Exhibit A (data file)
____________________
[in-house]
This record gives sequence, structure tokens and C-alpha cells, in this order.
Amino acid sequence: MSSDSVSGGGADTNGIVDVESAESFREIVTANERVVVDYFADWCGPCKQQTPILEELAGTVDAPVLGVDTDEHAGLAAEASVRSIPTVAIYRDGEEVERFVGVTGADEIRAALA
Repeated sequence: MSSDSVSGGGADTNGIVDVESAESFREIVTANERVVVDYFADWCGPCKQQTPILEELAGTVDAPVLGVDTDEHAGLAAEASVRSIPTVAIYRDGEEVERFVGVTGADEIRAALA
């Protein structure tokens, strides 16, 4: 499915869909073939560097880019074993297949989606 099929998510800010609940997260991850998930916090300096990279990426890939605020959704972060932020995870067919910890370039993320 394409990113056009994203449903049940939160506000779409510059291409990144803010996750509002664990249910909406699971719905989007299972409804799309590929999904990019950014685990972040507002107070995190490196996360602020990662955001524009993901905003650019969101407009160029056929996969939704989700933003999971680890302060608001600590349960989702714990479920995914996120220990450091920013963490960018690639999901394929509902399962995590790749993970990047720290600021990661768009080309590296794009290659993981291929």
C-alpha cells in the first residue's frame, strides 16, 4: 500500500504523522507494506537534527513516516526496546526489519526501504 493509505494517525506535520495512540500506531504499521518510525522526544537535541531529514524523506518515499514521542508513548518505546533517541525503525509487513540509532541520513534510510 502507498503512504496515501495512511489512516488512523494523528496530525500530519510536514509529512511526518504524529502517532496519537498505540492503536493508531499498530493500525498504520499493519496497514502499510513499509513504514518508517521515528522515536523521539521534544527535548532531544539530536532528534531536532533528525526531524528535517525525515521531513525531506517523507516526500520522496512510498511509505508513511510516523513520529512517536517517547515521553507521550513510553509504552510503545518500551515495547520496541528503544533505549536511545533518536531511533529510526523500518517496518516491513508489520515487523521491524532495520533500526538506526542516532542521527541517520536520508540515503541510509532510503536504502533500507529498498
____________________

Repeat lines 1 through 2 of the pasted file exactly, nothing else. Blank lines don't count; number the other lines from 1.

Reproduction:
[in-house]
This record gives sequence, structure tokens and C-alpha cells, in this order.